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Jay Carlson wrote:
> From :
> +MYCFLAGS= -O3 -g

Ah! Thank you for your time pointing this out.

> -O3 is a reasonable setting.  If you know of additional flags that provide
> consistently better performance across the range of machines supported by
> Debian, please send them to this list along with the benchmark data!

Yes, -O3 is what I'm using, too. I generally use -fno-crossjumping only
for the core virtual machine loop as recommended in various places (search
for "gcc gforth" in Google Groups). This would be lvm.c in Lua and requires
adding the following two lines to src/Makefile:

lvm.o:	lvm.c
	$(CC) $(CFLAGS) -fno-crossjumping -c -o lvm.o lvm.c

(Careful: tabs required)

The gain depends a lot on how much the benchmark uses the core loop:

ackermann.lua    +8%
ary.lua          +4%
echo.lua        +11%
except.lua       +2%
heapsort.lua     +5%
methcall.lua     +2%
nestedloop.lua   +4%
prodcons.lua     +2%
random.lua       +5%
sieve.lua        +3%
wordfreq.lua     +9%

All others are more or less unchanged (<2%). Results obtained with GCC 3.3
and Lua 5.1-work2 (yes, I know the shootout uses Lua 5.0.2, but lvm.c is
similar enough). Benchmarks taken from the shootout CVS plus the updates
I posted recently.

Since -fomit-frame-pointer is against Debian policies I will mention only
in passing that this improves most tests by another 5% or more. Yes, this
is not applicable to the shootout, since all other languages are compiled
without it. But anyone who really needs the speed, could use it.

> More likely the performance difference you see between the Debian
> /usr/bin/lua50 and the one you built by hand is the result of the
> performance penalty of shared libraries.  /usr/bin/lua50 doesn't contain the
> Lua core; /usr/lib/ does.

Ok, that explains a lot. IMHO this is not the recommended method to build
Lua nor is it the default method. I suggest to back out this change and
revert to building the binary with static libraries.

Rationale: Lua is used very differently from (say) Perl or Python:
- Anyone embedding Lua is likely to change the core anyway and will bring
  his/her own patched Lua core (see all those games and frameworks using
  Lua as a scripting language).
- Anyone extending Lua is using the 'lua' binary only and would benefit
  from a binary built that includes the static libraries (faster loading
  and faster execution).
- The Lua core is so small that using dynamic libraries does not noticeably
  improve memory sharing or disk space sharing, anyway.

I.e. the shared libraries are pretty useless for Lua. Upgradability is not
an issue since you can just upgrade the base package and get a new 'lua'
binary which will be used by the 'extenders'. The 'embedders' cannot benefit
from a generic upgrade, anyway (e.g. many of them are still at Lua4).

> [... i386 PIC problem described ...]
> perl doesn't have this issue, as its core is statically linked into
> /usr/bin/perl and therefore can be compiled without PIC.

Dito for Python AFAIK (at least in the default build). I suggest to do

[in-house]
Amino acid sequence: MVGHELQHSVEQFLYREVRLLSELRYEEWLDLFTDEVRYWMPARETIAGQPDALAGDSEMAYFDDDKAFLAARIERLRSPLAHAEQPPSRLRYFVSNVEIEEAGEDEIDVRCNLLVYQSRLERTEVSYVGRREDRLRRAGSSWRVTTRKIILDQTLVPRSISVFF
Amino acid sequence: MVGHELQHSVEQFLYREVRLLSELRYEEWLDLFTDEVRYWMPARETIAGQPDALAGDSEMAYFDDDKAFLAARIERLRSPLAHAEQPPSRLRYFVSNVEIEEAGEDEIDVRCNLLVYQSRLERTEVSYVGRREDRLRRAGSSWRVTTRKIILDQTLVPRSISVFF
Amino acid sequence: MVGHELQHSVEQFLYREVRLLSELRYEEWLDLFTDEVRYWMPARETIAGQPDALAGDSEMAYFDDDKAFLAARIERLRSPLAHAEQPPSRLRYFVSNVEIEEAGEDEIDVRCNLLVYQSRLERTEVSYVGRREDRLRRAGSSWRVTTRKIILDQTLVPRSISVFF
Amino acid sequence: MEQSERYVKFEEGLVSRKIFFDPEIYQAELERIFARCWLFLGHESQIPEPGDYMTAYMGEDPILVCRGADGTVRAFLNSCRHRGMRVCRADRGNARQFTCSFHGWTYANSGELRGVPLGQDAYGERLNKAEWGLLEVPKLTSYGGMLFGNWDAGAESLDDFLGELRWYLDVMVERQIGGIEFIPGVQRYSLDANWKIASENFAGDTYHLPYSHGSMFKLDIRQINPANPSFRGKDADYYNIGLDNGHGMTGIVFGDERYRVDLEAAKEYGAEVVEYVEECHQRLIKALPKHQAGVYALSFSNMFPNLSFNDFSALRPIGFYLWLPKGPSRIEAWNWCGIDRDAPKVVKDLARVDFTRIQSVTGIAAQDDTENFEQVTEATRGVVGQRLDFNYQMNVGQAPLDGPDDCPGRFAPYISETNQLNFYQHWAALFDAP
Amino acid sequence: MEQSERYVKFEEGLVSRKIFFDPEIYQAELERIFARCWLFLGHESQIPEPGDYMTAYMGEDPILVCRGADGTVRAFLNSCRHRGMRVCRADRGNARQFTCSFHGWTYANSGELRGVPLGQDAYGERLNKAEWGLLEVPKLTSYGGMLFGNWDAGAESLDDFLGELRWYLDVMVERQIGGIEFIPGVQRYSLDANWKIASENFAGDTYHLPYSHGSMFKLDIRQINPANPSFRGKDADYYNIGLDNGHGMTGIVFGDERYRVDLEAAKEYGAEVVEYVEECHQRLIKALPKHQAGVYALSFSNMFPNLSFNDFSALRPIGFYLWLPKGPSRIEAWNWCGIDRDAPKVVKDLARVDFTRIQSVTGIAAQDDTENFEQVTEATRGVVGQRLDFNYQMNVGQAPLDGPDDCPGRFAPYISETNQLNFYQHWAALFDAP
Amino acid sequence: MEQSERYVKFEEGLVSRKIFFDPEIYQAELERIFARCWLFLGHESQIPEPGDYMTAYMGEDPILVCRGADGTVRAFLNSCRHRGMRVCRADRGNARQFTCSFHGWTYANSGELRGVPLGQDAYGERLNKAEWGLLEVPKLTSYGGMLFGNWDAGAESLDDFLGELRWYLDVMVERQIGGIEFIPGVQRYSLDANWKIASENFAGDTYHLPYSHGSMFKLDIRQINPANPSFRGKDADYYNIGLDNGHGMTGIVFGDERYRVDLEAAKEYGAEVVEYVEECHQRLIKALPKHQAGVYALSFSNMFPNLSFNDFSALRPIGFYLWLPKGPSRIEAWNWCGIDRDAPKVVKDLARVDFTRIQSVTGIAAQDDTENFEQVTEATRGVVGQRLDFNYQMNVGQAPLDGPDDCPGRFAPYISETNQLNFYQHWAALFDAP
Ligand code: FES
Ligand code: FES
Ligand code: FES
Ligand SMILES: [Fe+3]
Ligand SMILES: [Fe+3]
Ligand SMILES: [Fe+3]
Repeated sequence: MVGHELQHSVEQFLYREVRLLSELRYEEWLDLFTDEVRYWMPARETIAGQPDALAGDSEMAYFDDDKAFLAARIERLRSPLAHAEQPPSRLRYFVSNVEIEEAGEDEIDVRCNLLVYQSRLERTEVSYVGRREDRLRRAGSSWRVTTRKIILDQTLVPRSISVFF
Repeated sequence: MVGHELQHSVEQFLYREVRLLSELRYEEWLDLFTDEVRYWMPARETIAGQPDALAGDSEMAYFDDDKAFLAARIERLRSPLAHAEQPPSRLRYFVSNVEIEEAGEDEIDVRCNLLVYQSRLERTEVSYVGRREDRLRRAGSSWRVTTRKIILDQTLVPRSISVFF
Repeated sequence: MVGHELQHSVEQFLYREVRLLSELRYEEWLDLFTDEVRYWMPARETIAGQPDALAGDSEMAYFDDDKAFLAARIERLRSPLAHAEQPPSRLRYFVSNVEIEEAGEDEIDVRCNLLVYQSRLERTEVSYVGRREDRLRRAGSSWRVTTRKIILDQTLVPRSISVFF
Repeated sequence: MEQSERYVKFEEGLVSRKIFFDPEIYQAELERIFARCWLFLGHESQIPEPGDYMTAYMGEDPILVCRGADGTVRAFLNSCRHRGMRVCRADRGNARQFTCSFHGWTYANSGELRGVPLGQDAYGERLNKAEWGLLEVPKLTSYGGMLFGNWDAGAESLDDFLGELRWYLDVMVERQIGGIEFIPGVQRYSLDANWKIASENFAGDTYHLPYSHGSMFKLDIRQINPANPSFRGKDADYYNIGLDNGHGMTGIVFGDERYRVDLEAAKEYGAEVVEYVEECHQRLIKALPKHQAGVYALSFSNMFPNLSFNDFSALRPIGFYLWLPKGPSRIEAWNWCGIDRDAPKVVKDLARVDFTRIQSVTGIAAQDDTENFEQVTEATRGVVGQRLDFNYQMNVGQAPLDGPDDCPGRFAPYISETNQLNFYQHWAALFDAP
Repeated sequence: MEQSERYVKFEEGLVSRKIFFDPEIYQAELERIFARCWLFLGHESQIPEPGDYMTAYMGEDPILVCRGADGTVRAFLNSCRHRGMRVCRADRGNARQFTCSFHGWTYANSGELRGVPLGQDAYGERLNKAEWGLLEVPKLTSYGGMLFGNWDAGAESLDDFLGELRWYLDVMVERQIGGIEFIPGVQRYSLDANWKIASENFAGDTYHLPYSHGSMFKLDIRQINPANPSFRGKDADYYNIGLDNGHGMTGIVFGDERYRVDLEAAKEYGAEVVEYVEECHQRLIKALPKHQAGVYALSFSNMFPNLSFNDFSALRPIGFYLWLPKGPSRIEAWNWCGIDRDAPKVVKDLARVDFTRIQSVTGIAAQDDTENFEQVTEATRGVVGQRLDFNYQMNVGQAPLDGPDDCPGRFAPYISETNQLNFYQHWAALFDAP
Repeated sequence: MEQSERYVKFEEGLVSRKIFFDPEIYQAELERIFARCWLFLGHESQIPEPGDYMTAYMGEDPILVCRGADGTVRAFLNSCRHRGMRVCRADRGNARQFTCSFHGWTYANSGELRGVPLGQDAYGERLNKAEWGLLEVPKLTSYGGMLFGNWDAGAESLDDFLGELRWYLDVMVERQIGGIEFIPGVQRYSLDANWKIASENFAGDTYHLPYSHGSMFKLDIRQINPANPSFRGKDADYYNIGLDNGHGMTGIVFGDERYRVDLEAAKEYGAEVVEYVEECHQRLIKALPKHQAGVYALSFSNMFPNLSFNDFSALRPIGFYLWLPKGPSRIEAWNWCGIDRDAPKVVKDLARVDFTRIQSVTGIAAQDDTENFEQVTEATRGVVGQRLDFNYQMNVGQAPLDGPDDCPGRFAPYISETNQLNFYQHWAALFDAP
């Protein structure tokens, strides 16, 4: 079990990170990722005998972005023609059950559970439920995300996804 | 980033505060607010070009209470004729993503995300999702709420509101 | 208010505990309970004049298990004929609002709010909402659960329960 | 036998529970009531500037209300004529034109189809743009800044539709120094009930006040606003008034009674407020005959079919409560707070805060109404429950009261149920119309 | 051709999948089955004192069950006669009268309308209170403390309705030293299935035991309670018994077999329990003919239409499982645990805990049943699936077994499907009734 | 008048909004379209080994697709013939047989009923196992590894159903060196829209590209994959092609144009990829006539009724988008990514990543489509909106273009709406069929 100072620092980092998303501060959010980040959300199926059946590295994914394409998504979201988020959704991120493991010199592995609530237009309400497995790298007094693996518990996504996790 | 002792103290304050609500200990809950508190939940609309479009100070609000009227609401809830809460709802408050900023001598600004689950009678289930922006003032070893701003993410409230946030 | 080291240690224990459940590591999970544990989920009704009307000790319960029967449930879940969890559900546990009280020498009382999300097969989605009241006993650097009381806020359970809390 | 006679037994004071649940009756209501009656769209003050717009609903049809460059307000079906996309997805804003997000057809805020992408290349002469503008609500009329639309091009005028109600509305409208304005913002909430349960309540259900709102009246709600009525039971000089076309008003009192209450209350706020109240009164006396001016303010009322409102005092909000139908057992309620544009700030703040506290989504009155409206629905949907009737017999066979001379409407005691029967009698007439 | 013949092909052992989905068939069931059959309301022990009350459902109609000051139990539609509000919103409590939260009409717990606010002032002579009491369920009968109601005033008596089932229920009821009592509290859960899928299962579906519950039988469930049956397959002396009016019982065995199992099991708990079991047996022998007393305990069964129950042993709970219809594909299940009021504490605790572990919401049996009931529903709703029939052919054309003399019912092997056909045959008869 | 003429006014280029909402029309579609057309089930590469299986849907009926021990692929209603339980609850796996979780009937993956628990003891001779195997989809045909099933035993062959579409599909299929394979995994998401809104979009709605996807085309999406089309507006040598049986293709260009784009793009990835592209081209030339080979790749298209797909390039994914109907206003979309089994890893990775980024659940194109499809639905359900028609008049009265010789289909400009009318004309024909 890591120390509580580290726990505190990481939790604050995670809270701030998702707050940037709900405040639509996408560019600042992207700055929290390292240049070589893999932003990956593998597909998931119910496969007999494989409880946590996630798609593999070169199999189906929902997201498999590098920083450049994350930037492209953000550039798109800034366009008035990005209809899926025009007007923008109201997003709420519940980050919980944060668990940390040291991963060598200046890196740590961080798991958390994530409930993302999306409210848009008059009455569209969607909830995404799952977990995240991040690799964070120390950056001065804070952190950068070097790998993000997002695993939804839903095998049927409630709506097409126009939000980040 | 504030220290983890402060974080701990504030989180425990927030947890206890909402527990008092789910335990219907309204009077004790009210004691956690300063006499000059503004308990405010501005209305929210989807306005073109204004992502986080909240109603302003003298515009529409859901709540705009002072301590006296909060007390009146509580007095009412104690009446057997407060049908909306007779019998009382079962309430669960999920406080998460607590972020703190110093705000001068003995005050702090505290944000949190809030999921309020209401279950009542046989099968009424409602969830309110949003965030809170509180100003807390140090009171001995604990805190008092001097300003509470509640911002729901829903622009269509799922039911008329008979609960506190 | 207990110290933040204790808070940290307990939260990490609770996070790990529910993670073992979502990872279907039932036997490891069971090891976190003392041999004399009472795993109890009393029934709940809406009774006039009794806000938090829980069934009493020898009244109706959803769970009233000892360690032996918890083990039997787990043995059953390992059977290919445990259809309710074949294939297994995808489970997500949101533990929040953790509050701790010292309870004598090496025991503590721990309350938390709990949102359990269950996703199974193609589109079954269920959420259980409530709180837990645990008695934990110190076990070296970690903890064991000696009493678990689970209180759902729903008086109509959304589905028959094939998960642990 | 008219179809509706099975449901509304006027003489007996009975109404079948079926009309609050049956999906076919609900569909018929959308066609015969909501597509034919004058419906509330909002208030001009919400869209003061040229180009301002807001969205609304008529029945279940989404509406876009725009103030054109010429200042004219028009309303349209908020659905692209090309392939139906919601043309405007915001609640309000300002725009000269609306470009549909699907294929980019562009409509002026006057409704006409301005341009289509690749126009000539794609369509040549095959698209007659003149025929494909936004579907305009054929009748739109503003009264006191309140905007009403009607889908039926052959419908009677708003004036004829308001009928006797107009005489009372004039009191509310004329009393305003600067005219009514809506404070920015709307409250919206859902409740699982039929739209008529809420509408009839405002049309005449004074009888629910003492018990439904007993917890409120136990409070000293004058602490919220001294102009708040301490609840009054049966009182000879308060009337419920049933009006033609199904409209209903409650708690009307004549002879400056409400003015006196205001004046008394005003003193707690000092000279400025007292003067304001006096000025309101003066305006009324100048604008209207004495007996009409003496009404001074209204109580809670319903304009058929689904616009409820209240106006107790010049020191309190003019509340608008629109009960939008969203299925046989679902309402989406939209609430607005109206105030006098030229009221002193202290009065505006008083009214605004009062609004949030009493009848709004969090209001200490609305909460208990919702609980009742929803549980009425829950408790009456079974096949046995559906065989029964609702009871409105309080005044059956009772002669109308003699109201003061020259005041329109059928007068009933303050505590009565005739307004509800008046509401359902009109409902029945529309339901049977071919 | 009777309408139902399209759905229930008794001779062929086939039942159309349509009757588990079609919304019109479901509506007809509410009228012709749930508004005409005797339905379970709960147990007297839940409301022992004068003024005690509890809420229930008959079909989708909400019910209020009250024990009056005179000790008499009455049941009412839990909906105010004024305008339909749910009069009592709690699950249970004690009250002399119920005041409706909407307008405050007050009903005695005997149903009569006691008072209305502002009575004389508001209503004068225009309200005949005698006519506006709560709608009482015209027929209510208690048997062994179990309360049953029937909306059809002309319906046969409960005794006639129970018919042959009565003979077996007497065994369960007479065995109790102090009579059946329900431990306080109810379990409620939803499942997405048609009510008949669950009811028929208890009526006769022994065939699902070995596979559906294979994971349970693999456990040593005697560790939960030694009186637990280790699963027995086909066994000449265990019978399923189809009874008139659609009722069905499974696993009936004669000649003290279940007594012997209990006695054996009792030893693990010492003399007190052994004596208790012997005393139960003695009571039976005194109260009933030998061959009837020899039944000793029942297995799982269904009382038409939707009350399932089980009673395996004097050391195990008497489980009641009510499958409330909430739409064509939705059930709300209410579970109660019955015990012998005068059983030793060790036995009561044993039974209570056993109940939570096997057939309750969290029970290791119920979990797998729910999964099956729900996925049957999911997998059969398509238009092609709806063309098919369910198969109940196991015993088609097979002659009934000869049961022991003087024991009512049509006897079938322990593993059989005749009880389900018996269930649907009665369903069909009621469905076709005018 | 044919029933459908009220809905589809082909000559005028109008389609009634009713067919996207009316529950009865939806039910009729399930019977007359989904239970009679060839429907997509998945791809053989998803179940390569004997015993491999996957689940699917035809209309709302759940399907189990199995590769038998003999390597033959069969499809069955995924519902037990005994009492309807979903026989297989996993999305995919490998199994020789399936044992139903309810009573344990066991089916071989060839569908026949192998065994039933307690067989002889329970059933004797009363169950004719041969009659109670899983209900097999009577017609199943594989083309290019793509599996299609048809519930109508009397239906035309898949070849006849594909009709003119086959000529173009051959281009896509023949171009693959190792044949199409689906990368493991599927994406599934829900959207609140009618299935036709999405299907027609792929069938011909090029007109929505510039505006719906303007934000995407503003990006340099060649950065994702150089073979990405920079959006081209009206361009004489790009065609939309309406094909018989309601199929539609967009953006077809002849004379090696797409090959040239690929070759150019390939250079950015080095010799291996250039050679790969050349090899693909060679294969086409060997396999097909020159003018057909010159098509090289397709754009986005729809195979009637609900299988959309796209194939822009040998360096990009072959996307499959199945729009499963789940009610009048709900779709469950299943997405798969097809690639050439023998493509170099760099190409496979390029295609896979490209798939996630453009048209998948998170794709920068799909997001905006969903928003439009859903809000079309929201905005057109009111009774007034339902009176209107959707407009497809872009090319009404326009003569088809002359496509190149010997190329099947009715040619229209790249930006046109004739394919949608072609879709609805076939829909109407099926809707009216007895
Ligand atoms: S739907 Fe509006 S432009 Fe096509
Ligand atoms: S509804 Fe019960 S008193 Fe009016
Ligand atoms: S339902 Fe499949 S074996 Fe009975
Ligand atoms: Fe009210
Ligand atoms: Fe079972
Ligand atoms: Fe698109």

the same with Lua.

> By the way, there seems to be a large penalty in the default scoreboard for
> missing tests.

This is good to know. Thank you for the hint!

> Zeroing the weight of the missing echo client/server test
> puts Lua ahead of Perl.  (And then zeroing the weight of matrix multiply
> puts Lua ahead of Python as well....)  Luasocket is in Debian, so somebody
> should contribute an implementation.

The echo client/server tests requires fork() and wait() which are available
from the lposix library (see ).
I cannot find this in Debian, but maybe I was looking in the wrong places.

The appended script requires luasocket 2.0 beta and lposix together with
the new require logic (as posted on this list recently).

I've tuned the test to the maximum possible, but refrained from shortcutting
socket method resolution (because this is an untypical practice).

The performance is not bad, but unfortunately a little bit slower than Perl
or Python. This is mainly due to the fact that Luasocket has been tuned
for socket operations with timeouts and non-blocking sockets (which is
closer to real world usage -- nobody is using an indefinitely blocking
receive, I hope).

About ackermann.lua: Pity that even my improved version fails for N=10
with a stack overflow. Otherwise the performance would be extremly good
and move Lua up the scale quite a bit. I do not know what to do about it
other than asking the test maintainers to reduce N to 9, since 4096 is
a pretty realistic callstack limit. Redefining LUA_MAXCALLS during the
build process would be the pragmatic alternative. :-/

As for the other missing tests (which seem to be new entries and have
implementations only for uncommon languages): Sorry, but I cannot figure
out what they really do. Maybe someone who knows Erlang can translate them.

local posix = require "posix"
local socket = require "socket"

local d = "Hello there sailor\n"

local ls = socket.bind("", 0)

if posix.fork() == 0 then
  -- Child is client
  local n = tonumber((arg and arg[1]) or 1)
  local cs = socket.connect(ls:getsockname())
  for i=1,n do
    local r, err = cs:receive(19)
    if r ~= d then
      error(r and string.format("client: %q ~= %q\n", r, d) or "client: "..err)
  -- Parent is server
  local ss = ls:accept()
  pcall(function(ss) repeat ss:send(ss:receive(19)) until false end, ss)
  io.write("server processed ", ss:getstats(), " bytes\n")